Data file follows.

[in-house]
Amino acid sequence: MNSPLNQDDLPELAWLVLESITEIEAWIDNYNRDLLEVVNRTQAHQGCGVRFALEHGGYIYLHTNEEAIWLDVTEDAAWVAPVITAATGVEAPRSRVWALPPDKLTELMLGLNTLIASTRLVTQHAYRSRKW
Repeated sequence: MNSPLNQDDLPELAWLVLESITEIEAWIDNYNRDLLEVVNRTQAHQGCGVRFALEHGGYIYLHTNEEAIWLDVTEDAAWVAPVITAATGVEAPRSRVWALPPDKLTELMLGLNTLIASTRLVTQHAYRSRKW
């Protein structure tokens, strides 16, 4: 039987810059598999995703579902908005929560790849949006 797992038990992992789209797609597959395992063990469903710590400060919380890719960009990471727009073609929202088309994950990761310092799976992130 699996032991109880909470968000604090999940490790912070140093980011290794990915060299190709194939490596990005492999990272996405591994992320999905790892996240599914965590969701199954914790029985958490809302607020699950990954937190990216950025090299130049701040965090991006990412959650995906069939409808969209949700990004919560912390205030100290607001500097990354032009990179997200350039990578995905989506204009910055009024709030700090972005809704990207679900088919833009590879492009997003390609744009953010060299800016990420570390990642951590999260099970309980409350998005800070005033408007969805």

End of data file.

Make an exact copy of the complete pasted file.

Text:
[in-house]
Amino acid sequence: MNSPLNQDDLPELAWLVLESITEIEAWIDNYNRDLLEVVNRTQAHQGCGVRFALEHGGYIYLHTNEEAIWLDVTEDAAWVAPVITAATGVEAPRSRVWALPPDKLTELMLGLNTLIASTRLVTQHAYRSRKW
Repeated sequence: MNSPLNQDDLPELAWLVLESITEIEAWIDNYNRDLLEVVNRTQAHQGCGVRFALEHGGYIYLHTNEEAIWLDVTEDAAWVAPVITAATGVEAPRSRVWALPPDKLTELMLGLNTLIASTRLVTQHAYRSRKW
């Protein structure tokens, strides 16, 4: 039987810059598999995703579902908005929560790849949006 797992038990992992789209797609597959395992063990469903710590400060919380890719960009990471727009073609929202088309994950990761310092799976992130 699996032991109880909470968000604090999940490790912070140093980011290794990915060299190709194939490596990005492999990272996405591994992320999905790892996240599914965590969701199954914790029985958490809302607020699950990954937190990216950025090299130049701040965090991006990412959650995906069939409808969209949700990004919560912390205030100290607001500097990354032009990179997200350039990578995905989506204009910055009024709030700090972005809704990207679900088919833009590879492009997003390609744009953010060299800016990420570390990642951590999260099970309980409350998005800070005033408007969805």